What’s the World Like?
The Wheel of Time tells a story that has happened over and over. The first words in the series explain: “The Wheel of Time turns, and Ages come and pass, leaving memories that become legend. Legend fades to myth, and even myth is long forgotten when the Age that gave it birth comes again.”
The Prophecies of the Dragon predict the events of the current Age and indicate who the reincarnation of the Dragon is. If you thought overanalyzing the prophecies in Game of Thrones was a hoot, just you wait. The characters uncover pieces of these prophecies as they progress on their journeys, so do not skip ahead and look them up, because spoilers.
And what would a fantastical world like this be without magic? Here, it’s the One Power drawn from something called the True Source; it’s wielded by channelers who have strengths tied to the elements, a.k.a. the Five Powers. They weave the flows of elements sort of like spells. And the One Power is key in Dark One vs. the Dragon business.
Two halves comprise the One Power: the female half called saidar and the male half called saidin. The latter, saidin, is tainted at the time of the story (it didn’t used to be). Male channelers are rare, often going mad if they try to draw the One Power. Many, but not all, female channelers belong to an organization called the Aes Sedai. Explaining the hierarchy and tenets of the Aes Sedai is a whole other article, so for now, think of them as a ladies-only Jedi Order split into different Ajahs. Most Aes Sedai bond a Warder, kind of like a bodyguard of sorts.
And an important note: The Wheel of Time‘s world doesn’t have a name a la Middle-earth.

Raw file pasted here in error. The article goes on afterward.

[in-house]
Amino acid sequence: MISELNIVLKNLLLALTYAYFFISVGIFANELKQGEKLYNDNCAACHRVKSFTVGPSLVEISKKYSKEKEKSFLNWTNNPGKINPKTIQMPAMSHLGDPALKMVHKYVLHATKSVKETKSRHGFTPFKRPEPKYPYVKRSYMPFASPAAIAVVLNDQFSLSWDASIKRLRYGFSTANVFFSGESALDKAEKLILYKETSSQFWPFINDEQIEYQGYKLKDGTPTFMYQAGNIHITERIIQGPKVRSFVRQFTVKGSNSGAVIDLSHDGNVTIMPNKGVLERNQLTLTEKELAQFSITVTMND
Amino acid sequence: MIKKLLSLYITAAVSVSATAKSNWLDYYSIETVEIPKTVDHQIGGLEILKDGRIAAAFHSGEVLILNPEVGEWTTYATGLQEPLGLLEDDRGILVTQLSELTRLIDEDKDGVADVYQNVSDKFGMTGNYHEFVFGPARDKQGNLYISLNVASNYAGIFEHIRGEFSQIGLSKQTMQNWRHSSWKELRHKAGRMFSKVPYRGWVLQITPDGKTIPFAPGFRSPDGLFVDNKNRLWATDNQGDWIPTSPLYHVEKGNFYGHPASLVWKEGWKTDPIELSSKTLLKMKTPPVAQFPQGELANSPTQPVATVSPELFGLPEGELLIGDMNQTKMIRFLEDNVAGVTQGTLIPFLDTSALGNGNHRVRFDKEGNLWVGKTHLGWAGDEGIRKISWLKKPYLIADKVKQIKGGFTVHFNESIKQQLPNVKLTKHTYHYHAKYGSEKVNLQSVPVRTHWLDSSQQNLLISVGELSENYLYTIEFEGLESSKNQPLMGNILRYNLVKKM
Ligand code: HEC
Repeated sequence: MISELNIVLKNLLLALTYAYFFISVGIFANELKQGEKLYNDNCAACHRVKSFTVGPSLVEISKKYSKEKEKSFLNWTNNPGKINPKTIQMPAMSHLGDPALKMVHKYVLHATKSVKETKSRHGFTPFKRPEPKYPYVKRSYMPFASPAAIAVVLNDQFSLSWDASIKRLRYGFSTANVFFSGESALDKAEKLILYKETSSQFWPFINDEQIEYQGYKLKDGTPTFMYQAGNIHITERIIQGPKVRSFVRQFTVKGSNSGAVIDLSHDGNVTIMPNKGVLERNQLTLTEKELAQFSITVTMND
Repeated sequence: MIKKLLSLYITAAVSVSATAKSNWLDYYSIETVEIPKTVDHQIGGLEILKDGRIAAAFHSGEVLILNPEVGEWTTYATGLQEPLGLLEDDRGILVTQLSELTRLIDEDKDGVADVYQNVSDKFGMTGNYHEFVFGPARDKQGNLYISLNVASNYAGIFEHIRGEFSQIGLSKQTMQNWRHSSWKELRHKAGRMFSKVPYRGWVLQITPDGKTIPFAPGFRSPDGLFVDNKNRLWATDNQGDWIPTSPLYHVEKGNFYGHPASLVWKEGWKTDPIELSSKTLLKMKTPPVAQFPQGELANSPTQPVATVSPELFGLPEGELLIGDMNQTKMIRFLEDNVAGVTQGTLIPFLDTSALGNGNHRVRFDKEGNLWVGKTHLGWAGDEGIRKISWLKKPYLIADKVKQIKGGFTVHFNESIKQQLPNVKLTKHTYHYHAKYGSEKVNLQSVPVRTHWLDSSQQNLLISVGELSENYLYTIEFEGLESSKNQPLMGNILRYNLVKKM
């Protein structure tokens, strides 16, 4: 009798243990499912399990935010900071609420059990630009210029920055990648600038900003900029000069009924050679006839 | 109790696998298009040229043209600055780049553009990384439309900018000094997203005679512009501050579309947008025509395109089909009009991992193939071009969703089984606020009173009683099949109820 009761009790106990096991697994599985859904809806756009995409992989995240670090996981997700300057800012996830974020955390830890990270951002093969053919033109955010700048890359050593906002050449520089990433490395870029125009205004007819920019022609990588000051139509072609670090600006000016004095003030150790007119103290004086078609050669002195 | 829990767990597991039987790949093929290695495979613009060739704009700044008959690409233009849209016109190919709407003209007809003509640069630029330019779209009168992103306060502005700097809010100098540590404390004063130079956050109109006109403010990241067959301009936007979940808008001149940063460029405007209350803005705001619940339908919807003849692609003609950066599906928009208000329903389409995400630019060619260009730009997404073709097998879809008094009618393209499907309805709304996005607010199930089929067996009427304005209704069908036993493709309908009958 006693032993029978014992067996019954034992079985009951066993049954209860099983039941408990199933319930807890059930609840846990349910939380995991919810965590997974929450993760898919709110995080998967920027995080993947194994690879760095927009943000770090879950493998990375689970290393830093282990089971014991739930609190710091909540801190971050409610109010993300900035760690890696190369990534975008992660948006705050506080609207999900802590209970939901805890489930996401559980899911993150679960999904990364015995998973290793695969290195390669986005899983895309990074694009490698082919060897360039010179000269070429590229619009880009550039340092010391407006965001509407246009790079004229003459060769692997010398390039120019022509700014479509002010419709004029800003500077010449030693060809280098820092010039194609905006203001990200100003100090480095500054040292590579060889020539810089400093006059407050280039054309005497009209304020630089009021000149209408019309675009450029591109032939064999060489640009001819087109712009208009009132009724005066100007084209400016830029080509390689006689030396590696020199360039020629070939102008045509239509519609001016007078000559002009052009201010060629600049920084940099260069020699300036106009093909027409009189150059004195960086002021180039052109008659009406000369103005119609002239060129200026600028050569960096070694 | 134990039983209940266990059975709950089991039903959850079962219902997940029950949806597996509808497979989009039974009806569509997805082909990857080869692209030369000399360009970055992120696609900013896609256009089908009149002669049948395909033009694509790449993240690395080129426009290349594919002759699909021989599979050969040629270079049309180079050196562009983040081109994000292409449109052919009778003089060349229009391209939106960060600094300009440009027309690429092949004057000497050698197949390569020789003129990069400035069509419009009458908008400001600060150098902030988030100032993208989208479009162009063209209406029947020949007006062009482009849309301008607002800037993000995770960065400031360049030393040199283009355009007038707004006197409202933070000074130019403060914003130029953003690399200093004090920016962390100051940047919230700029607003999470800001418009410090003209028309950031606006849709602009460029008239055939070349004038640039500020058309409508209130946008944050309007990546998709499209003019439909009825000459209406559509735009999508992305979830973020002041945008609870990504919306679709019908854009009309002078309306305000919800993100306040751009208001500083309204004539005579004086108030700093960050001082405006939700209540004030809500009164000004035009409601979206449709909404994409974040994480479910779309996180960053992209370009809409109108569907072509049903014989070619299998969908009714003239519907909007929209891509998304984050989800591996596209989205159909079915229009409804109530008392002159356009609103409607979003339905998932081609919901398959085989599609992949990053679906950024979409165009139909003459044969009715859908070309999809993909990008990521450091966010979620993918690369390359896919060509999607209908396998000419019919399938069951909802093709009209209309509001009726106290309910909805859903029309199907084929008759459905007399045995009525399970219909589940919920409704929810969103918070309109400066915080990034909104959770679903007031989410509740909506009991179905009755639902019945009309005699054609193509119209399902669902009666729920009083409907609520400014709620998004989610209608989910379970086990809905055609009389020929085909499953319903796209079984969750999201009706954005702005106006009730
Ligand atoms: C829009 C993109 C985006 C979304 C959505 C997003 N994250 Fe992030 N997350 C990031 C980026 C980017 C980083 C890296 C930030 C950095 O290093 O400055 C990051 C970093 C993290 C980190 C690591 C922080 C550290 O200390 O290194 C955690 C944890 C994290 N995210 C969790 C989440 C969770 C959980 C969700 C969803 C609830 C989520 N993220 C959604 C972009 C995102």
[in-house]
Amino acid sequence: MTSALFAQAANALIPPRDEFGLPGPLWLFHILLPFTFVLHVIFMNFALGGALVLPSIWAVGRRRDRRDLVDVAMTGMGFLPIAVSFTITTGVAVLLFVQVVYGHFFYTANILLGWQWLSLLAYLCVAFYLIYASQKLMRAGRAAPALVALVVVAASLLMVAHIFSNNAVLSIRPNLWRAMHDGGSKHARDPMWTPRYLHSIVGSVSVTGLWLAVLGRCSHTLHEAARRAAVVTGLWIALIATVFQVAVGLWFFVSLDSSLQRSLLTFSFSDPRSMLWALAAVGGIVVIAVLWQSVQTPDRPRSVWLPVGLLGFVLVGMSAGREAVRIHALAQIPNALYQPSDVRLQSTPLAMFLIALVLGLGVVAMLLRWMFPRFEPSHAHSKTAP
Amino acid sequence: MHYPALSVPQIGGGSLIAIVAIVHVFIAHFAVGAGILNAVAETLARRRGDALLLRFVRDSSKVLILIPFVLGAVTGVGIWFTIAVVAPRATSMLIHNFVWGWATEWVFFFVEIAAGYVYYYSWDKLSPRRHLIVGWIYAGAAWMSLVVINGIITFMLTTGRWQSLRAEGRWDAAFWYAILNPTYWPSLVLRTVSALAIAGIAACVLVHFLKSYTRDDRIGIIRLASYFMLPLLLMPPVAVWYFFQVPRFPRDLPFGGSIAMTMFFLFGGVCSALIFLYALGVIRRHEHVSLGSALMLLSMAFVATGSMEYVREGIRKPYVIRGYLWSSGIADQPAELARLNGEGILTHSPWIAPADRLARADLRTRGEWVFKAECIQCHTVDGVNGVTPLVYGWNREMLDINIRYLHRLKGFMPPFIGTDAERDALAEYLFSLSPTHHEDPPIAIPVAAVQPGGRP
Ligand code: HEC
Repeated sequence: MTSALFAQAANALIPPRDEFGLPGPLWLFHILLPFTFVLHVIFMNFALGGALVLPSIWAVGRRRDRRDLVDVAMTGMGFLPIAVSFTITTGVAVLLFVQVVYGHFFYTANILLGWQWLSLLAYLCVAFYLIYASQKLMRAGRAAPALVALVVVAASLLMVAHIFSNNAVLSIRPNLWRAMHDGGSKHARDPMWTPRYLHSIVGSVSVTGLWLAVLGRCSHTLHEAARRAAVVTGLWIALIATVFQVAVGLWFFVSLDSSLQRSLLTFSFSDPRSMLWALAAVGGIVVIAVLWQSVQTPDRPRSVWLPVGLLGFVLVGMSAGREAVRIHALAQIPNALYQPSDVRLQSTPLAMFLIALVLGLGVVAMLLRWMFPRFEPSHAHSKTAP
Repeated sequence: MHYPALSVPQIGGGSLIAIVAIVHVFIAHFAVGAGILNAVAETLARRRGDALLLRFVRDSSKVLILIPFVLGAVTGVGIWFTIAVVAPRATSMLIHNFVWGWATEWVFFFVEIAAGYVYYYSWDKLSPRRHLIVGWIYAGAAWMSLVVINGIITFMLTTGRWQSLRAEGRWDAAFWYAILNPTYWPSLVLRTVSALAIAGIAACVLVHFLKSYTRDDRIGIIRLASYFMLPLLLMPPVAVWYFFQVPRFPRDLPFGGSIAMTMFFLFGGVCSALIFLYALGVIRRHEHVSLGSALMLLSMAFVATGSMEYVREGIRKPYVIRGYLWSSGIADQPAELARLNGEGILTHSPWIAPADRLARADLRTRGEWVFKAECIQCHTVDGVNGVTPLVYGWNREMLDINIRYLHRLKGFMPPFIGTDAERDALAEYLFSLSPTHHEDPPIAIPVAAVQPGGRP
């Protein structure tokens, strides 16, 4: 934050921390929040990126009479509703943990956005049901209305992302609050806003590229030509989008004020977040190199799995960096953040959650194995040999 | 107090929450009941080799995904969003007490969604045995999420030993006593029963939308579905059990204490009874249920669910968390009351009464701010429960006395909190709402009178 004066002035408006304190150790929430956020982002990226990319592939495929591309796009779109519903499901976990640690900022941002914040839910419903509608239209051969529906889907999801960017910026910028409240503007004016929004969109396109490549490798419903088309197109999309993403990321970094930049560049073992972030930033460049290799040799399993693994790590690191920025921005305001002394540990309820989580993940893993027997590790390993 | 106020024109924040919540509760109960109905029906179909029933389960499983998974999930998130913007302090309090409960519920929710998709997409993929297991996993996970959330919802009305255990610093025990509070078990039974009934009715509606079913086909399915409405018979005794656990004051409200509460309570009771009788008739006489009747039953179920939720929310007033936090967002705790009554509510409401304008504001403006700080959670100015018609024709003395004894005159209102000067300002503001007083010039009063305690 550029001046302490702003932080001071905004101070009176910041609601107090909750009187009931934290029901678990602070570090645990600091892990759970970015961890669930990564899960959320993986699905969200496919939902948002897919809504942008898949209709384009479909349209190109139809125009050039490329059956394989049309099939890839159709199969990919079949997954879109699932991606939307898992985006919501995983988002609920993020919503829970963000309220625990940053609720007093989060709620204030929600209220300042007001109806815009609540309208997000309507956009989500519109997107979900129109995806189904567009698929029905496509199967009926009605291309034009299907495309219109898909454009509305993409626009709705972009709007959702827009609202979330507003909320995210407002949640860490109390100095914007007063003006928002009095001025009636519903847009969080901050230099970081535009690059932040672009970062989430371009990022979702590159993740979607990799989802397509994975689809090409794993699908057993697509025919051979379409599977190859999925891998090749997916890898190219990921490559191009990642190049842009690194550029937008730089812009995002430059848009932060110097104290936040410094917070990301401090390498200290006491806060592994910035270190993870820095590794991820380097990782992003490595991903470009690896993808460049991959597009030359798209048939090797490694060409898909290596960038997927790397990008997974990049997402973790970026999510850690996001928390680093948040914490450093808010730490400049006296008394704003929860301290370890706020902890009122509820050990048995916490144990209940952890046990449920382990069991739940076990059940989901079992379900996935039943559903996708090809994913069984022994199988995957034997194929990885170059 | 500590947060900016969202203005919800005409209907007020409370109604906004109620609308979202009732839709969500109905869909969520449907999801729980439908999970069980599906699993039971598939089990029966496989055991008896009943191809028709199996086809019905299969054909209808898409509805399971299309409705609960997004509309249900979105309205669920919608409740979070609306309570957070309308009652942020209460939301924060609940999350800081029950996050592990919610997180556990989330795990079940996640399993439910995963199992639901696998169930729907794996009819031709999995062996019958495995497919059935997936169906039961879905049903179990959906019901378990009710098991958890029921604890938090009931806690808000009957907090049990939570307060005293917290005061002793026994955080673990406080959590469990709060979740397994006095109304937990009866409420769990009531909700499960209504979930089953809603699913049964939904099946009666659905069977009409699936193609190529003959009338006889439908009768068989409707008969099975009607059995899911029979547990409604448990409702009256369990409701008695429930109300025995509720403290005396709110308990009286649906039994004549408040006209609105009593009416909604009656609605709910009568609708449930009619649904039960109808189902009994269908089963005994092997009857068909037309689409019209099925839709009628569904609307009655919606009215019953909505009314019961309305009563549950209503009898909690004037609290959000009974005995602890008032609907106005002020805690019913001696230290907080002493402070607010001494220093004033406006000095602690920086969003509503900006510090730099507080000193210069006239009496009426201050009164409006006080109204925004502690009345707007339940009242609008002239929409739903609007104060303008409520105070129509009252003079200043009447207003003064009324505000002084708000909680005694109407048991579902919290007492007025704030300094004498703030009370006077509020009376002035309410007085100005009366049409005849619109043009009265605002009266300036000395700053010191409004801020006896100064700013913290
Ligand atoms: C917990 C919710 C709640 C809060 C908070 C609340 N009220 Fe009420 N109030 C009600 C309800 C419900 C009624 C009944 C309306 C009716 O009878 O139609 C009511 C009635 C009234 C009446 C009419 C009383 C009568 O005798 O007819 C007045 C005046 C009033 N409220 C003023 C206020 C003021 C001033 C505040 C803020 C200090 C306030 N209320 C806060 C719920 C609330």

Who Are the Main Players?
The Wheel of Time has approximately 100,000 characters. Use the glossaries in the back of the books if you need help keeping track of everyone and how their names are pronounced. Naming the main characters can be subjective, but I’m going to go with the five protagonists who are pulled out of their small village, Emond’s Field, into a world that is positively bananas compared to their previously quiet lives: Rand al’Thor, Egwene al’Vere, Perrin Aybara, Matrim “Mat” Cauthon, and Nynaeve al’Meara. Each character has an arc that sometimes pulls others of this group in and sometimes splits off in a solitary direction. Going from their first appearances to their last… you won’t believe how far they go.
I’d be remiss not to name Moiraine Damodred too. She’s an Aes Sedai looking for the Dragon Reborn. She comes to Emond’s Field with Lan just as the Dark One’s minions do. It’s her that leads the group out of their home and into the wide world. And that’s the premise of the Amazon Prime Video adaptation too: Moiraine takes these youths out into the world and… so, so much happens.